I’m not comfortable in writing off OGS’s tactics just yet, but I’m not so inclined to believe that is the reason. I want to have a closer look at the real game data so far, but I’d suspect Cardiff has just got a little lucky with hitting the target and opponents not.
If my gut feeling is right and those two trends do reverse... whoa boy it is going to be interesting at the CCS shortly.
Another key game I flagged up last week was the meeting of Leeds and Bolton in an early season relegation six-pointer.
Well after sacking Dave Hockaday and beating Bolton to claim a second win of the season and move into 18th position, all is clearly well at Elland Road again.
Errr hold on a second Leeds fans, you might want to buckle up for a rocky ride this season.
I also mentioned the importance of score effects on games last week. Now taking a one game sample to prove a point is not great, but there are score effects and then there’s Leeds vs Bolton.
Leeds scored 17 minutes in with their second shot of the game and did muster another six throughout the match.
However, Bolton hit 20 in that time to add to the two they managed before Leeds took the lead.
To be outshot 8-22 at home, even if defending a lead, is mighty worrying and continues the Yorkshire club’s poor Corsi form.
For a dramatic role reversal of home fortune last weekend look no further than a few miles up the A19.
Middlesbrough took 4 shots in first 6 mins before Reading scored on their first shot of the game a minute later.
The Royals then took four more attempts at goal in the 20 minutes following their goal and then nothing for the remaining 63 minutes.
Middlesbrough attempted another 20 shots after Reading’s goal but just couldn’t find a slice of luck to get an equaliser.
Again, score effects could be playing an overall role here, especially in this one game as Reading were the away side where the desire to cling on to whatever position you have is often strongest. But as we see from the tables, Middlesbrough is consistently outshooting opponents but just getting burned by PDO.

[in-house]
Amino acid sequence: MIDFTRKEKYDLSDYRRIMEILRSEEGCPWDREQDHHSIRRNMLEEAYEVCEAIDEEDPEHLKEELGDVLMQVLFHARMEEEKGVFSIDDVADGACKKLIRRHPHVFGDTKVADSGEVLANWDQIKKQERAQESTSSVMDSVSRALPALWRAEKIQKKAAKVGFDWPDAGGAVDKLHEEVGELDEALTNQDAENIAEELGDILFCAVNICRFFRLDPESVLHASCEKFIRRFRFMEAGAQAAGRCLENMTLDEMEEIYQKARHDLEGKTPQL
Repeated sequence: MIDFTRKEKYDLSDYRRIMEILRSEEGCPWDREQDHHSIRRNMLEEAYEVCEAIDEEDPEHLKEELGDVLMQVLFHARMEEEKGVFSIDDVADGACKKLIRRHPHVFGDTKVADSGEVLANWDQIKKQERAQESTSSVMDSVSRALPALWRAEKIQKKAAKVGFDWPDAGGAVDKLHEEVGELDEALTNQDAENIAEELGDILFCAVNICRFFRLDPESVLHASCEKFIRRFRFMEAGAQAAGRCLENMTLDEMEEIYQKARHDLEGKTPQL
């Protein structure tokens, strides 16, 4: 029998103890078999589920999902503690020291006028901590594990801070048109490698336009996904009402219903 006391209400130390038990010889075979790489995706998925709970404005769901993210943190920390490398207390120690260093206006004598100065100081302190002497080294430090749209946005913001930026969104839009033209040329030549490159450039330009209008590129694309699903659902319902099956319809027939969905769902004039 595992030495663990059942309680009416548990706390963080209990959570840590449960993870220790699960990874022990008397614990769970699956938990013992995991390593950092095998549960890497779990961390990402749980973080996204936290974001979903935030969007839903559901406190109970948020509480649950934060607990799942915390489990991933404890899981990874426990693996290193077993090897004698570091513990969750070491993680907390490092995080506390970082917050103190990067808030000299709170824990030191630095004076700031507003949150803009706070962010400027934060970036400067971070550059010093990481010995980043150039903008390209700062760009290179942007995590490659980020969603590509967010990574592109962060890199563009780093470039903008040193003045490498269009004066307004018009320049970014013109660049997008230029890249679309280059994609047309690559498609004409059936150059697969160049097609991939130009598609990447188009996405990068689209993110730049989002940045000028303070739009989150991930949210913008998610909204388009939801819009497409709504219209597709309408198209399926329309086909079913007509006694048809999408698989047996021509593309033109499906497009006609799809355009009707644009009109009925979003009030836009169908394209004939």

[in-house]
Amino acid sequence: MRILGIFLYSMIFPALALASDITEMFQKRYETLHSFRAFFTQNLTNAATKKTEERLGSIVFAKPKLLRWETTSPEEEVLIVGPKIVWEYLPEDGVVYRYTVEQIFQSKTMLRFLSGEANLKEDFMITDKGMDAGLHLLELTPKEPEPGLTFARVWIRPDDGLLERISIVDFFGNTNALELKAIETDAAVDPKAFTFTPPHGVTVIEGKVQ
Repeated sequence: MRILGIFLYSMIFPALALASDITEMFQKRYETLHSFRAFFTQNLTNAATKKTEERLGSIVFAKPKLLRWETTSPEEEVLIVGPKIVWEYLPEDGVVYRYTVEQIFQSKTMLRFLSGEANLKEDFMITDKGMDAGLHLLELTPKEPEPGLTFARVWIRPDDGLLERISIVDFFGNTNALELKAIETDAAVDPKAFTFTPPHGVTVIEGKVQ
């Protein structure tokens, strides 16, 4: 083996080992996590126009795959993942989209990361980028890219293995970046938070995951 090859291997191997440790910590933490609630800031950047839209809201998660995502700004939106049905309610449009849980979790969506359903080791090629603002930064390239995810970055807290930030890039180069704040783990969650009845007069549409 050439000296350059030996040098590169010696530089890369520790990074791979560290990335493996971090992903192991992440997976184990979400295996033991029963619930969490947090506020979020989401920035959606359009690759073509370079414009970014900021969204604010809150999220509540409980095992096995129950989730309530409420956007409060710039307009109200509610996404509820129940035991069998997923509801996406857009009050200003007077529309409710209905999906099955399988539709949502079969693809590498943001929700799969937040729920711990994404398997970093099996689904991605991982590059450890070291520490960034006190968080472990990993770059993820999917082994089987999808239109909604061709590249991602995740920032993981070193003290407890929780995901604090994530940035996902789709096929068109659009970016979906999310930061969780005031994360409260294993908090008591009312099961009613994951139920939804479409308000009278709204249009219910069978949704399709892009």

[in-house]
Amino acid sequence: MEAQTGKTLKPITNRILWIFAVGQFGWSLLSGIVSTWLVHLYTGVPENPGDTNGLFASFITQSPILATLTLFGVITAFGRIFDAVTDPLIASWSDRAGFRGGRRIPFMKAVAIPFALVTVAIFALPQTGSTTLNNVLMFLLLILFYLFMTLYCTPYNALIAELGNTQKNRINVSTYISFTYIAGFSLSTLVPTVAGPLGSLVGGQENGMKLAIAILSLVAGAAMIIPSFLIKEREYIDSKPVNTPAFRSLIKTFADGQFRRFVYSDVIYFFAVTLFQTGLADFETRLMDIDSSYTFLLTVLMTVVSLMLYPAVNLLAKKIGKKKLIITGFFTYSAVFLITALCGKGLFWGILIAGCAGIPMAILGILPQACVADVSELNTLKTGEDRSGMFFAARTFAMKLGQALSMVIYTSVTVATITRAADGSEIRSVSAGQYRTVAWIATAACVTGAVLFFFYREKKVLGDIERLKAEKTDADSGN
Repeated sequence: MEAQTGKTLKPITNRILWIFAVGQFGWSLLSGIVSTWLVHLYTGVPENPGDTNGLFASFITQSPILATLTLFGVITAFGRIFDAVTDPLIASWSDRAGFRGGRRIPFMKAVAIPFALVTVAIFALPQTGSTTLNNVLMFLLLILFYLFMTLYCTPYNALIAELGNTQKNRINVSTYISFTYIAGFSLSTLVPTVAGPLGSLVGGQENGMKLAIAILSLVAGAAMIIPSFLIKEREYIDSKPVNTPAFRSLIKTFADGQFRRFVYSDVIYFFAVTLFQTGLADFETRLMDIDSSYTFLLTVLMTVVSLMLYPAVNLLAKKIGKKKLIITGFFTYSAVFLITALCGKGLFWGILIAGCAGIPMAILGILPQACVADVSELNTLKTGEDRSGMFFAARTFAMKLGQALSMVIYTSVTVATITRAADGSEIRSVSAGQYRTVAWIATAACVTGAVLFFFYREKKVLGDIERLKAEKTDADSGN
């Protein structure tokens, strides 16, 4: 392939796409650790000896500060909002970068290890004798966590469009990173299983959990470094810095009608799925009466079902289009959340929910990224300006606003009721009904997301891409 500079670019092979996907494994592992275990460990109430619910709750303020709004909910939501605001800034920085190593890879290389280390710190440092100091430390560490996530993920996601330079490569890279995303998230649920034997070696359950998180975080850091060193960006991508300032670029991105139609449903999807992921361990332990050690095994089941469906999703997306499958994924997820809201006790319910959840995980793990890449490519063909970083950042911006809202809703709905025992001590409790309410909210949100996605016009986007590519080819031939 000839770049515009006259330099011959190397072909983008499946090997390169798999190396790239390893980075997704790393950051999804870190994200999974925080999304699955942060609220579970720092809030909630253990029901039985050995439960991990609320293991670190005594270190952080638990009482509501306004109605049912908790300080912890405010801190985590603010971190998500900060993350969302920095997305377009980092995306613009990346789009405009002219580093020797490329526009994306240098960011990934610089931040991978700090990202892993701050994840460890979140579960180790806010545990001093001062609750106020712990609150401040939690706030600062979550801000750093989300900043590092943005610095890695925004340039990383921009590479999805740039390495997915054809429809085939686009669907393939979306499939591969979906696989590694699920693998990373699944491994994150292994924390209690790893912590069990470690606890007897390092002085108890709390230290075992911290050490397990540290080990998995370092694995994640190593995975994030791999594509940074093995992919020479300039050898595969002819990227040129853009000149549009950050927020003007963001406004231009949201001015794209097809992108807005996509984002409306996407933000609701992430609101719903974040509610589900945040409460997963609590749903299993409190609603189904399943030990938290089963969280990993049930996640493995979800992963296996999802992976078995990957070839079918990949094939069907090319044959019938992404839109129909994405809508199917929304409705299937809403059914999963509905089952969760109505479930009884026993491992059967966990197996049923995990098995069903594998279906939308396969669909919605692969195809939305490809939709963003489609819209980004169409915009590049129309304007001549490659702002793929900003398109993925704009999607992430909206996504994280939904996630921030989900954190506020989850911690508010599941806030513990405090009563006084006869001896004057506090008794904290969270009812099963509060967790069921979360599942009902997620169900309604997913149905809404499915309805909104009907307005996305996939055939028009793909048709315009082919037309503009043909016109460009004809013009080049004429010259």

For Reading; well, the Royals now have only the aforementioned Leeds and Cardiff below them in the Corsi stakes. Not a good place to be.
Nottingham Forest – Overvalued
Forest are without doubt a decent Corsi team at the moment, but their bus is being well and truly driven by a massive PDO at present. Assuming that returns to a more normal level sometime soon then we could see a regression back down towards the playoff places.
Watford – Indisciplined
I mentioned last week that Watford’s poor Corsi score could be due to the pummelling from Norwich. Well after going down to ten men against Huddersfield while being 2-2, the Hornets scored just three minutes (and two shots) later before shipping another 10 shots in the remaining 20+ minutes.
Oh, and they also scored a fourth late on as the Terriers pushed forward.
All that contributes (AGAIN) to a massive PDO and low Corsi score.
It would be interesting if Watford could keep 11 players on the field for a decent stretch of games so we can get an idea of just how good they are.
Andorra – Travels
As part of my protest of not spending any money at Cardiff while the current regime is continuing its present course I've decided to take in some international football for the foreseeable future. So that means I'm off to Andorra this weekend to watch Wales play on an artificial pitch that UEFA decided was fit to play on just six days before kick off.
What could posisbly go wrong?
And finally.... Charts
It seems I have the tables sortable now (just about), so please feel free to play around with them as you like and let me know any other interesting trends or figures you spot.